New therapy may ‘dramatically’ minimize events of sleep paralysis

A research discusses the effects of meditation-relaxation therapy for people who suffer sleep deprivation with narcolepsy.

Meditation-relaxation therapy may help people who experience sleep paralysis.
Meditation-relaxation therapy may help people who experience sleep paralysis.

A new study in the journal Frontiers in Neurology reports that sleep paralysis is experienced by around 20 per cent of people worldwide.

As the authors of the lead study explain, finding yourself mentally awake as the body’s voluntary muscles stay asleep can be a terrifying experience; sleep paralysis can bring a range of hypnagogic hallucinations with it.

“I know firsthand how terrifying sleep paralysis can be, having experienced it myself many times,” says the first author of the study, Baland Jalal, from the University of Cambridge in UK.

“But it can be extremely unpleasant for some people,” continues Jalal, “the fear that it can instill in them, and going to bed, which should be a relaxing experience, can become fraught with terror.”

Jalal ‘s research is a small-scale pilot study which explores the effectiveness of meditation-relaxation therapy as a sleep paralysis treatment in people with narcolepsy. It is a disorder often caused by sleep paralysis.

Meditation-relaxation therapy decreased the amount of days on which the research participants suffered sleep deprivation by 50 per cent.

Sleep paralysis

The voluntary muscles usually remain immobilised during sleep, leaving us free to dream about physical exercise without potentially hurting ourselves.

We move between fast eye movement (REM ) sleep and non-REM sleep every 90 minutes, or so. The body remains calm in both levels. During REM, the eyes switch and is the state in which dreams take place.

Sleep paralysis may occur when something interrupts REM and the body stays asleep.

What exactly causes sleep paralysis is unclear. It’s associated with sleep disruption, which is a common side effect of narcolepsy, according to Jalal and colleagues, and is common in people with psychiatric conditions like post-traumatic stress disorder.

The hallucinations following sleep paralysis fall into three broad categories:

  • a dangerous intruder or ominous presence nearby
  • difficulty breathing, perhaps due to an imagined assault
  • vestibular-motor sensations, such as falling, flying, or leaving the body

“Supernatural interpretations of [sleep paralysis] are found worldwide and often reflect the cultural background of the population in question,” the new study points out.

Despite of this, a number of people perceived sleep paralysis as an alien abduction or a visit from ghosts or demons.

Meditation-relaxation therapy

The scientists suggest taking the following actions during a sleep paralysis event as part of the meditation-relaxation therapy:

  • reappraising the meaning of the attack — that is, reminding oneself that what is occurring is non-dangerous, temporary, and common, and that any perceived hallucinations are nothing more than a continuation of dreaming
  • distancing oneself emotionally and psychologically — that is, reassuring oneself that there is no reason for fear, and that fear and worry may only extend the experience
  • trying inward-focused-attention meditation — that is, shifting one’s focus to a positive topic such as a happy memory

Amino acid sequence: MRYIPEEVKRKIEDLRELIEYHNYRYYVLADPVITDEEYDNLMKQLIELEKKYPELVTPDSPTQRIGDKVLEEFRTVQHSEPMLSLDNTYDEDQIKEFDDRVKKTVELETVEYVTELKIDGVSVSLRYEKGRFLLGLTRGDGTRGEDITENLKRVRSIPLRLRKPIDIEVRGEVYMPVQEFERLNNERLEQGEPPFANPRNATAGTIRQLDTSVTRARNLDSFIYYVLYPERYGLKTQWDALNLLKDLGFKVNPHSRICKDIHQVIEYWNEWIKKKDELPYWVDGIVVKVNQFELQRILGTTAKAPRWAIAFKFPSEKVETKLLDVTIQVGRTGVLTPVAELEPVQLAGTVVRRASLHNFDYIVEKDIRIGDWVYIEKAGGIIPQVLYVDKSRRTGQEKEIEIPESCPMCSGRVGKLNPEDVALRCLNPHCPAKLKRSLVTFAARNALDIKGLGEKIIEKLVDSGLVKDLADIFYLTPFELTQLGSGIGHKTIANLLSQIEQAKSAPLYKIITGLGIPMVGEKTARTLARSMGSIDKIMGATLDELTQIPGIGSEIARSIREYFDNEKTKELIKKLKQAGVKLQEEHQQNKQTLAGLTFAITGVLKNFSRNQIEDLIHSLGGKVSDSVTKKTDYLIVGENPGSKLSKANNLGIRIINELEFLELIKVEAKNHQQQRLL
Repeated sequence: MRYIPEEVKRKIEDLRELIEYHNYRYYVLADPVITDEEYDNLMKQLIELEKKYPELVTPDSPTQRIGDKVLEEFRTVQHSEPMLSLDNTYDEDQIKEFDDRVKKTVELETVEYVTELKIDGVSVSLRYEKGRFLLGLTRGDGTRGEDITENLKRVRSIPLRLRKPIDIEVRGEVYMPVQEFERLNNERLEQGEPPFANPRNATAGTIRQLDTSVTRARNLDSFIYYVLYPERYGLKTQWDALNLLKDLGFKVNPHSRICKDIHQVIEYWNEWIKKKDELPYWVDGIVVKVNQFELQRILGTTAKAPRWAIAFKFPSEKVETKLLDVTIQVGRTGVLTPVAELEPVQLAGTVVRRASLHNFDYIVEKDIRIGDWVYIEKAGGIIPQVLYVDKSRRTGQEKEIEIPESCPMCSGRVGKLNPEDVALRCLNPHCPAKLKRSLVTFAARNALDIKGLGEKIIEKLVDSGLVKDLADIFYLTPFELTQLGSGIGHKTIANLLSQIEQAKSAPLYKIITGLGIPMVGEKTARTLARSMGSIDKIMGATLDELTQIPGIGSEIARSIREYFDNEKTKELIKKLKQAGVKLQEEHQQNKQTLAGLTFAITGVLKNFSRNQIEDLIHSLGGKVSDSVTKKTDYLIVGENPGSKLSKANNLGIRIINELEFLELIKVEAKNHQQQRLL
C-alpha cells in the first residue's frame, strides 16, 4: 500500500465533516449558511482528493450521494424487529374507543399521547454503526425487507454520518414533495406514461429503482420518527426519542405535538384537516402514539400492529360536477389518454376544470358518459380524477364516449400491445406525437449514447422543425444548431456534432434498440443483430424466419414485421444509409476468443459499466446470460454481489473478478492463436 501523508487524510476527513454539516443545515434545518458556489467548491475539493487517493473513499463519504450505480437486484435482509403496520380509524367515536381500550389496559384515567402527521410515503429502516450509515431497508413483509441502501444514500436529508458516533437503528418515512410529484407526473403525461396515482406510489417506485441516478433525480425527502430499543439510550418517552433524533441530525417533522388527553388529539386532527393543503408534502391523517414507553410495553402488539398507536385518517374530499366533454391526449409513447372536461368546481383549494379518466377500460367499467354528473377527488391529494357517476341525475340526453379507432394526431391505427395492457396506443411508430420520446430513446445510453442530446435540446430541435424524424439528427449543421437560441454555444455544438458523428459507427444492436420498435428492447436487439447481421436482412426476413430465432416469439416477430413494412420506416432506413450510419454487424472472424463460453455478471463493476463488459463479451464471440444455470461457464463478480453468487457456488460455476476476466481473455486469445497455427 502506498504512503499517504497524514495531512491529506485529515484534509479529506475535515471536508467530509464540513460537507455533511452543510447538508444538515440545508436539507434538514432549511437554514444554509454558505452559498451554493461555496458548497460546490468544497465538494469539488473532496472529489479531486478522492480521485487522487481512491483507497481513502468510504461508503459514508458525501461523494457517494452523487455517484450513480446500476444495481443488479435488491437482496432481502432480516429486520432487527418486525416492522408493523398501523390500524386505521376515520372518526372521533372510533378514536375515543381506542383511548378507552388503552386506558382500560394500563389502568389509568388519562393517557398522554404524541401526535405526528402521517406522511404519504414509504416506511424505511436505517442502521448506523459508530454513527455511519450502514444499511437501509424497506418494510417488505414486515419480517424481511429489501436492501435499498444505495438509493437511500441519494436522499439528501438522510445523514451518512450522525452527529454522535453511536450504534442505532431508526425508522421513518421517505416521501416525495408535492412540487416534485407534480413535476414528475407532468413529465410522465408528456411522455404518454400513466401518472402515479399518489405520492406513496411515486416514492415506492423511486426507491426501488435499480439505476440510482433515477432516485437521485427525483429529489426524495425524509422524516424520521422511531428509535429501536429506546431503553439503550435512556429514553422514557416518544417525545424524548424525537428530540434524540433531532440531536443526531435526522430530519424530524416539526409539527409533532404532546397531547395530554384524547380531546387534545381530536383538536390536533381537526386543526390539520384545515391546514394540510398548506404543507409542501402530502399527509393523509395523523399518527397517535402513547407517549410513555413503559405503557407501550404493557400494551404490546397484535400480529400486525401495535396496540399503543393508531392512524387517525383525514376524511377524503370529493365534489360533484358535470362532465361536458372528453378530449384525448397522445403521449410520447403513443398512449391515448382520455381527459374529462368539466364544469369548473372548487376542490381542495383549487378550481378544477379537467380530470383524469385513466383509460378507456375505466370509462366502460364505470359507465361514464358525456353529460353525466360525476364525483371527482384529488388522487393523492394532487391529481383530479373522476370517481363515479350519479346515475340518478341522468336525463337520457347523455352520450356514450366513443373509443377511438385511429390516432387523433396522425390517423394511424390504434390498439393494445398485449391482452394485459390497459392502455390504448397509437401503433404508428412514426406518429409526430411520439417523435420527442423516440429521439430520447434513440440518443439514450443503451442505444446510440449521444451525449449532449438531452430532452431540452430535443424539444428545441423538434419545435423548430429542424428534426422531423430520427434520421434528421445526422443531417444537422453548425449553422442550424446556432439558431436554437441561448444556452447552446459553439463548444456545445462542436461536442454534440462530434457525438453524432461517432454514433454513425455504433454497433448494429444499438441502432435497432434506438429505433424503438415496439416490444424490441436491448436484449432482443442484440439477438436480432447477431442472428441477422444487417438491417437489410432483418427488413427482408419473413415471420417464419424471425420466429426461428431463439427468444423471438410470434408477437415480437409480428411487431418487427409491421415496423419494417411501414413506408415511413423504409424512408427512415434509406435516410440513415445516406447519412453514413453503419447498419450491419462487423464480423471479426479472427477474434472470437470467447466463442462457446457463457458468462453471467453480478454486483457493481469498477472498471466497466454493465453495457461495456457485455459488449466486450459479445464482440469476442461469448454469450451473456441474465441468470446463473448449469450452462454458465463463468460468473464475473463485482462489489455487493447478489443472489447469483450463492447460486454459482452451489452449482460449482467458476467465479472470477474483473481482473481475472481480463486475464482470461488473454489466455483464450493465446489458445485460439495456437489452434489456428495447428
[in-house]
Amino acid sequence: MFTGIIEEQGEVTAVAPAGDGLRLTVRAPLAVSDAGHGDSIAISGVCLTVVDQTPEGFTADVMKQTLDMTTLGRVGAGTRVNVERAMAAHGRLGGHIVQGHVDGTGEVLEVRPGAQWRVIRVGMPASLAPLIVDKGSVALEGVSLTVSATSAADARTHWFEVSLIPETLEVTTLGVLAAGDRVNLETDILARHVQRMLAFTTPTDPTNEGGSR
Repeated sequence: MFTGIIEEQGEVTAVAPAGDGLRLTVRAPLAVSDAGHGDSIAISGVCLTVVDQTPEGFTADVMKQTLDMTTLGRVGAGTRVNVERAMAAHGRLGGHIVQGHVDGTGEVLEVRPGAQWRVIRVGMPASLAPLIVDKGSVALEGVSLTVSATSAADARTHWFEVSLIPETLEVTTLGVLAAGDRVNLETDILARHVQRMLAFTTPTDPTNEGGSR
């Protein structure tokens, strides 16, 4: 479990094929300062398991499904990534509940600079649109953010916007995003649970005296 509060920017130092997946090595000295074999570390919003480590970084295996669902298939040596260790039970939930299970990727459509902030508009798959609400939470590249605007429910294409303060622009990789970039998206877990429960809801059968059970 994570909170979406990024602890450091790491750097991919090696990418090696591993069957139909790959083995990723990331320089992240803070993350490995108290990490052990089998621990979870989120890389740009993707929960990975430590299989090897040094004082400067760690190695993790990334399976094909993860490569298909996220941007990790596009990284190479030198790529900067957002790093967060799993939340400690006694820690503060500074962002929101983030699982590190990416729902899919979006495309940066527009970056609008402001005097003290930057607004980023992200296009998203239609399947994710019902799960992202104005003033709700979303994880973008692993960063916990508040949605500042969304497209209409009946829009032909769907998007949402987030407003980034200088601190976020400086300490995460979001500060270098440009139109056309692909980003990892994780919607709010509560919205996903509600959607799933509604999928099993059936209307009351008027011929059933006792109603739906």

• relaxing the muscles — that is, consciously trying to relax one’s muscles without attempting movement or making an effort to deliberately control breathing

The study

At the University of Bologna / IRCCS Istituto delle Scienze Neurologiche di Bologna , Italy, Jalal collaborated with researchers from the Department of Biomedical and Neuromotor Sciences to conduct the study.

The experiment included 10 people, of which 40 percent were women. The average age of these was 27.8 years. Both participants had narcolepsy, according to the study, and all had suffered sleep deprivation at least four times in the preceding month.

The participants kept daily journals tracking their sleep paralysis events — including their duration and the emotions they encountered each time — for a period of 4 weeks.

66 per cent of them reported experiencing paralysis of sleep during this period. This happened more often when people fell asleep (51 per cent of the time) and less often (14 per cent of the time) when they woke up.

The participants completed questionnaires on mood / anxiety at the end of this time. The researchers also taught meditation-relaxation techniques to the participants which they practiced during wakefulness over the next eight weeks. They have done so for 15 minutes each time twice a week.

The participants experienced, on average, sleep paralysis 14 times over 11 days during the next 4 weeks. They had moderately severe hallucinations (reported as 7.3 on a 10-point scale).

The number of days on which sleep paralysis occurred fell to 5.5 by 50 per cent during the second month. The episodes total dropped to 6.5. The disruption that it created each time declined from a 7.3 to 4.8 ranking.

Instead of meditation-relaxation a control group performed deep breathing. Throughout the study these people didn’t see any change in sleep paralysis.

Jalal states, “While our study involves only a small number of patients, we can be cautiously optimistic of its success.” The researcher finds the increase in both the frequency and severity of sleep paralysis events encouraging:

“Meditation-relaxation therapy led to a dramatic fall in the number of times [people] experienced sleep paralysis, and when they did [experience it], they tended to find the notoriously terrorizing hallucinations less disturbing. Experiencing less of something as disturbing as sleep paralysis is a step in the right direction.”

– Baland Jalal

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